Efalizumab (Subcutaneous route)
- Powder for Solution
Warnings:Subcutaneous routePowder for Solution
- Risk of Progressive Multifocal Leukoencephalopathy (PML):
- Efalizumab increases the risk for PML, a rapidly progressive viral infection of the central nervous system that has no known treatment and that leads to death or severe disability. The risk of PML may markedly increase with longer duration of efalizumab exposure. The time dependent threshold when the risk for PML increases is unknown.
- Patients on efalizumab should be monitored frequently to ensure they are receiving significant clinical benefit, to ensure they understand the significance of the risk of PML, and for any sign or symptom that may be suggestive of PML.
- Efalizumab dosing should be withheld immediately at the first sign or symptom suggestive of PML. For diagnosis, brain magnetic resonance imaging (MRI) and, when indicated, cerebrospinal fluid analysis for JC viral DNA are recommended.
- Risk of Serious Infections:
- Infections, including serious infections leading to hospitalizations or death, have been observed in patients treated with efalizumab. These infections have included bacterial sepsis, viral meningitis, invasive fungal disease and other opportunistic infections. Patients should be educated about the symptoms of infection and be closely monitored for signs and symptoms of infection during and after treatment with efalizumab. If a patient develops a serious infection, efalizumab should be discontinued and appropriate therapy instituted .
Efalizumab increases the risk for progressive multifocal leukoencephalopathy (PML). The risk of PML may markedly increase with longer duration of efalizumab exposure. Monitor patients for signs and symptoms of PML and discontinue therapy if any sign or symptom of PML develops. Serious infections, some leading to hospitalizations or death, have been observed in patients treated with efalizumab and include bacterial sepsis, viral meningitis, invasive fungal disease and other opportunistic infections. Educate patients about the symptoms of infection and monitor for signs and symptoms of infection during and after treatment. Discontinue efalizumab if a serious infection develops .
Uses of This Medicine:
Efalizumab is used in adult patients to treat moderate-to-severe psoriasis.
This medicine was available only with your doctor's prescription.
Genentech announced on April 8, 2009 that all products containing efalizumab will no longer be available on the market after June 8, 2009, because it may cause a rare but serious side effect.
Before Using This Medicine:
In deciding to use a medicine, the risks of taking the medicine must be weighed against the good it will do. This is a decision you and your doctor will make. For this medicine, the following should be considered:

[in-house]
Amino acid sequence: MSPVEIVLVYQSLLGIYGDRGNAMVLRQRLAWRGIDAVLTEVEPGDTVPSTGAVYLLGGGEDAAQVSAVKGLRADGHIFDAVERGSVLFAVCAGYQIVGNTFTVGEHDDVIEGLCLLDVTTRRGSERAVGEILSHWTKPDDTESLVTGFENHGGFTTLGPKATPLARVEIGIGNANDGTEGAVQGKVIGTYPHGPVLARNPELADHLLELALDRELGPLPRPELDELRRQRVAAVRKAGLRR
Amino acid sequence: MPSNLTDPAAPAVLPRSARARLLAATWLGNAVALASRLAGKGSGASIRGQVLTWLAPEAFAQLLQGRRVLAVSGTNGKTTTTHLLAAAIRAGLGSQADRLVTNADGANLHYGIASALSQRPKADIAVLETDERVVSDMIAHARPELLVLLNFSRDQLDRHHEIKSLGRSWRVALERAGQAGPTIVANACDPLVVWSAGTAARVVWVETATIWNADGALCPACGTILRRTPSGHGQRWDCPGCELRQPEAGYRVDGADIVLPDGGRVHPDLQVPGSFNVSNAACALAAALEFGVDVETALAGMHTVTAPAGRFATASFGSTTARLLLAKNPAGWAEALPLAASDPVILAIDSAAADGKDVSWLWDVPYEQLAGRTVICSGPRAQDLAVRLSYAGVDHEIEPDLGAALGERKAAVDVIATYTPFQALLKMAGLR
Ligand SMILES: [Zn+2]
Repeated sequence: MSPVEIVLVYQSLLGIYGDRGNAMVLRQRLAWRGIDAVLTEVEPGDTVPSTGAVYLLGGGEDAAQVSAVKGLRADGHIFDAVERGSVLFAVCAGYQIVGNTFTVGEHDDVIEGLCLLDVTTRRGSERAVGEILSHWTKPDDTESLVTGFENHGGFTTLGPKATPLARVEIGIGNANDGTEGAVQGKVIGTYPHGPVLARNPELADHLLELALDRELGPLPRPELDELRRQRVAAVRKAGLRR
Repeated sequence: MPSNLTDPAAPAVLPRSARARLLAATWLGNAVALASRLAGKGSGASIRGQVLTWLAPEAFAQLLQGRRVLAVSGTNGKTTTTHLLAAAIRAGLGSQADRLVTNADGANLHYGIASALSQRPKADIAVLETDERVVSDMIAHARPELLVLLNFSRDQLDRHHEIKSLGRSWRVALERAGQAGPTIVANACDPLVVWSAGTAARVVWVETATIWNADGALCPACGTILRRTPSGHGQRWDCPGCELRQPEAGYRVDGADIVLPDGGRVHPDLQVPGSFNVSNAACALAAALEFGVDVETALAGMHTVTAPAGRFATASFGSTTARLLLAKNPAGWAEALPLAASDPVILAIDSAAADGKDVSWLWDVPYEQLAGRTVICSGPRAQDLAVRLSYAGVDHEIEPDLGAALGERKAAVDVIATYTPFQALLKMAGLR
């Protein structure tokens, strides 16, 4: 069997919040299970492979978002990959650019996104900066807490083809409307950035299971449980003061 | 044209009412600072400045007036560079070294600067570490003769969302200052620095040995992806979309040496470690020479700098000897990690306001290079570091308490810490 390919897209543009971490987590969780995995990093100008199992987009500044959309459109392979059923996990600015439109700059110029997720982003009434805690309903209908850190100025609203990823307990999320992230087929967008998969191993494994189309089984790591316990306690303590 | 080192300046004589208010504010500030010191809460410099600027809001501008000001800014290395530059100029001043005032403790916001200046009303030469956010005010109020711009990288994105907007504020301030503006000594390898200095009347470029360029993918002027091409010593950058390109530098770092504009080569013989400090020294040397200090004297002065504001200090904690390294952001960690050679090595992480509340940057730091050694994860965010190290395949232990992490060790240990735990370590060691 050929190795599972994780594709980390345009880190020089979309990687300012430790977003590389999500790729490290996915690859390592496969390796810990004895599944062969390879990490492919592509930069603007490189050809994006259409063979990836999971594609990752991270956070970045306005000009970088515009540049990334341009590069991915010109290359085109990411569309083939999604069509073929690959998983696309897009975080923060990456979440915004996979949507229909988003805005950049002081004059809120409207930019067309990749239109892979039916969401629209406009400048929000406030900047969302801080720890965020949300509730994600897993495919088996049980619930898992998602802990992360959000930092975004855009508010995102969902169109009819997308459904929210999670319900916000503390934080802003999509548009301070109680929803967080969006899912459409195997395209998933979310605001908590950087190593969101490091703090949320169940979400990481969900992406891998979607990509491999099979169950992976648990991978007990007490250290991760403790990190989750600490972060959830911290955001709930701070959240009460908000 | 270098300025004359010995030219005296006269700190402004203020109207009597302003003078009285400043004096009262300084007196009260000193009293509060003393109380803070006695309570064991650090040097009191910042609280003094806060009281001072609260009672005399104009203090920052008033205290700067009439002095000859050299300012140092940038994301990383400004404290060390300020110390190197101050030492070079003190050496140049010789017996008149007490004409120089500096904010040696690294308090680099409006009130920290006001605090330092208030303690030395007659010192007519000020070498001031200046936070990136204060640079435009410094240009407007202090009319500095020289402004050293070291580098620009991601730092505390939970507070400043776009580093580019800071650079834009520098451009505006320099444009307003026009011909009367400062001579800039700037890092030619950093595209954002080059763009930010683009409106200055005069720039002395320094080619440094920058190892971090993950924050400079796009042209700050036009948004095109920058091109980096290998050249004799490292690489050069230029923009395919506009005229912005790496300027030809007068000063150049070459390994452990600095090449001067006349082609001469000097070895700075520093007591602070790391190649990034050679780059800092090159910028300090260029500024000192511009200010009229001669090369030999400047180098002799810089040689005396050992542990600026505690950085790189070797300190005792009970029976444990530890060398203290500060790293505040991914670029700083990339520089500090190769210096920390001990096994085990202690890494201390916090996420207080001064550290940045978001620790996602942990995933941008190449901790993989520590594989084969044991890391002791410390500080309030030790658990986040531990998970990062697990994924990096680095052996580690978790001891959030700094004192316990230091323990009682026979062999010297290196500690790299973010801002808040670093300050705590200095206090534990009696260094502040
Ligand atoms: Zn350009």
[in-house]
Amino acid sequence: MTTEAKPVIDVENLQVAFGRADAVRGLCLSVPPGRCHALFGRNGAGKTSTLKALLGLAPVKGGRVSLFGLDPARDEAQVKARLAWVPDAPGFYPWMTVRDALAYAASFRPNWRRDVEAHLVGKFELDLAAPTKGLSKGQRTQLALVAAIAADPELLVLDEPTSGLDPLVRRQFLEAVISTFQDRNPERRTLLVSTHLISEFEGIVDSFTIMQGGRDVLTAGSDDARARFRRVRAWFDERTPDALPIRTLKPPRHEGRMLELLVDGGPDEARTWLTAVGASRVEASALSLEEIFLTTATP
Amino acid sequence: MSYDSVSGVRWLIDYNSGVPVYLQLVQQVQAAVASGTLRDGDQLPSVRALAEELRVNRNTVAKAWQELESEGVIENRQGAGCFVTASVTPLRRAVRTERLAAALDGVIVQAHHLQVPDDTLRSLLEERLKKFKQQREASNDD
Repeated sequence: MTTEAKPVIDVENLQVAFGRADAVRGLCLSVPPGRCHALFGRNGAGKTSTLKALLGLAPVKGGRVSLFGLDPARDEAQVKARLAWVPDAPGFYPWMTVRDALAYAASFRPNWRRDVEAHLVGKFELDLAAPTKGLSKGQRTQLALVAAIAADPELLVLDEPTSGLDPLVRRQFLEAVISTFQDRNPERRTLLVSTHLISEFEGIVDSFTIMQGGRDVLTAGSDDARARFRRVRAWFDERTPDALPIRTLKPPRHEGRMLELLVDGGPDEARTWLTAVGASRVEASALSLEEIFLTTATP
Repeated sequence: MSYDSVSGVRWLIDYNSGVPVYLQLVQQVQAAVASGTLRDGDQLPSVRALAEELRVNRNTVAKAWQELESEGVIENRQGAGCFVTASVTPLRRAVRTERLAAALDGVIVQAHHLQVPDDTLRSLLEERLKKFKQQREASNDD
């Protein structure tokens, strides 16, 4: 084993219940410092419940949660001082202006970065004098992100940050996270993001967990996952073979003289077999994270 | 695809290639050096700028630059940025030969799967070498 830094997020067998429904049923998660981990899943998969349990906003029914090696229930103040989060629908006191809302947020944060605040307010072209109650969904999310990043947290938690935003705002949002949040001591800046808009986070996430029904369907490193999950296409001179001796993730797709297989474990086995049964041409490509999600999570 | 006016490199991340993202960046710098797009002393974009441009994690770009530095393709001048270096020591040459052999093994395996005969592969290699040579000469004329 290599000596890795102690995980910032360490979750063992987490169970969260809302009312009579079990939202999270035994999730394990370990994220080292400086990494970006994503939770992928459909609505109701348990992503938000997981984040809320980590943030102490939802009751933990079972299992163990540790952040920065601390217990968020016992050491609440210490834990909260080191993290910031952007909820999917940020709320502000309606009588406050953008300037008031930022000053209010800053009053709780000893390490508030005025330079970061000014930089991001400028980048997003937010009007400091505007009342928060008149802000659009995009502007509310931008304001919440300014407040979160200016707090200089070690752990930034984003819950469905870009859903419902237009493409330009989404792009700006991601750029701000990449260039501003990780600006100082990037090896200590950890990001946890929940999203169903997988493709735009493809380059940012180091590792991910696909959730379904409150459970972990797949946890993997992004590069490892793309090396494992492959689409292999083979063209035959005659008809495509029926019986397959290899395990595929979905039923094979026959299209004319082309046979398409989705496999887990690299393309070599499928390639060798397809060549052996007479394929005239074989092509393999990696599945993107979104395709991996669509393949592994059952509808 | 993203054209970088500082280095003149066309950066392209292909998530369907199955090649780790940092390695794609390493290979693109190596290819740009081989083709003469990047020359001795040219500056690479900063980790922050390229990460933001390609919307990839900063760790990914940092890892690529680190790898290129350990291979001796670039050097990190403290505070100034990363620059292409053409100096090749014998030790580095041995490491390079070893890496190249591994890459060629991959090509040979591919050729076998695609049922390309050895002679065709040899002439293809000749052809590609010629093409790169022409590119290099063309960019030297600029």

Tell your doctor if you have ever had any unusual or allergic reaction to this medicine or any other medicines. Also tell your health care professional if you have any other types of allergies, such as to foods, dyes, preservatives, or animals. For non-prescription products, read the label or package ingredients carefully.
Appropriate studies have not been performed on the relationship of age to the effects of efalizumab in the pediatric population. Safety and efficacy have not been established.
Appropriate studies performed to date have not demonstrated geriatric-specific problems that would limit the usefulness of efalizumab in the elderly. However, elderly patients are more likely to have infections, which may require caution in patients receiving efalizumab.
|All Trimesters||C||Animal studies have shown an adverse effect and there are no adequate studies in pregnant women OR no animal studies have been conducted and there are no adequate studies in pregnant women.|
There are no adequate studies in women for determining infant risk when using this medication during breastfeeding. Weigh the potential benefits against the potential risks before taking this medication while breastfeeding.
Although certain medicines should not be used together at all, in other cases two different medicines may be used together even if an interaction might occur. In these cases, your doctor may want to change the dose, or other precautions may be necessary. Tell your healthcare professional if you are taking any other prescription or nonprescription (over-the-counter [OTC]) medicine.